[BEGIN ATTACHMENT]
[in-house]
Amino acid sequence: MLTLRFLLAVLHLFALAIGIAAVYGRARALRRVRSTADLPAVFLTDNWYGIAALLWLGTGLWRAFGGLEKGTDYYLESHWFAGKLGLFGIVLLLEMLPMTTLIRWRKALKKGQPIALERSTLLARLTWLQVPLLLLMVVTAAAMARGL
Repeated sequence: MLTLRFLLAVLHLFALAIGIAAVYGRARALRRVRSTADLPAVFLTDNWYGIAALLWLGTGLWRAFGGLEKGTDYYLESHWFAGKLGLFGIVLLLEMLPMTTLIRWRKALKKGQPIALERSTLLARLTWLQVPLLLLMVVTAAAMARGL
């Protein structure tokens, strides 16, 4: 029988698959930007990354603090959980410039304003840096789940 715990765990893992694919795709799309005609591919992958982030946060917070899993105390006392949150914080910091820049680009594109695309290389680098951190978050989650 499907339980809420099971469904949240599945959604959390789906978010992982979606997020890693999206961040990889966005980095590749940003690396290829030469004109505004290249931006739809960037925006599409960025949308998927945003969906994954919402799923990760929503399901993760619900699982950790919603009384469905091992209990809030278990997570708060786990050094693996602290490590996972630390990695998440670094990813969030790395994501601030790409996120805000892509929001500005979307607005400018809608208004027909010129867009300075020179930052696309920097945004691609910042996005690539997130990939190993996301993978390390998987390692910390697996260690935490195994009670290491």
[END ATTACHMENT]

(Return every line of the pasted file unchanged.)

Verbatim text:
[in-house]
Amino acid sequence: MLTLRFLLAVLHLFALAIGIAAVYGRARALRRVRSTADLPAVFLTDNWYGIAALLWLGTGLWRAFGGLEKGTDYYLESHWFAGKLGLFGIVLLLEMLPMTTLIRWRKALKKGQPIALERSTLLARLTWLQVPLLLLMVVTAAAMARGL
Repeated sequence: MLTLRFLLAVLHLFALAIGIAAVYGRARALRRVRSTADLPAVFLTDNWYGIAALLWLGTGLWRAFGGLEKGTDYYLESHWFAGKLGLFGIVLLLEMLPMTTLIRWRKALKKGQPIALERSTLLARLTWLQVPLLLLMVVTAAAMARGL
């Protein structure tokens, strides 16, 4: 029988698959930007990354603090959980410039304003840096789940 715990765990893992694919795709799309005609591919992958982030946060917070899993105390006392949150914080910091820049680009594109695309290389680098951190978050989650 499907339980809420099971469904949240599945959604959390789906978010992982979606997020890693999206961040990889966005980095590749940003690396290829030469004109505004290249931006739809960037925006599409960025949308998927945003969906994954919402799923990760929503399901993760619900699982950790919603009384469905091992209990809030278990997570708060786990050094693996602290490590996972630390990695998440670094990813969030790395994501601030790409996120805000892509929001500005979307607005400018809608208004027909010129867009300075020179930052696309920097945004691609910042996005690539997130990939190993996301993978390390998987390692910390697996260690935490195994009670290491």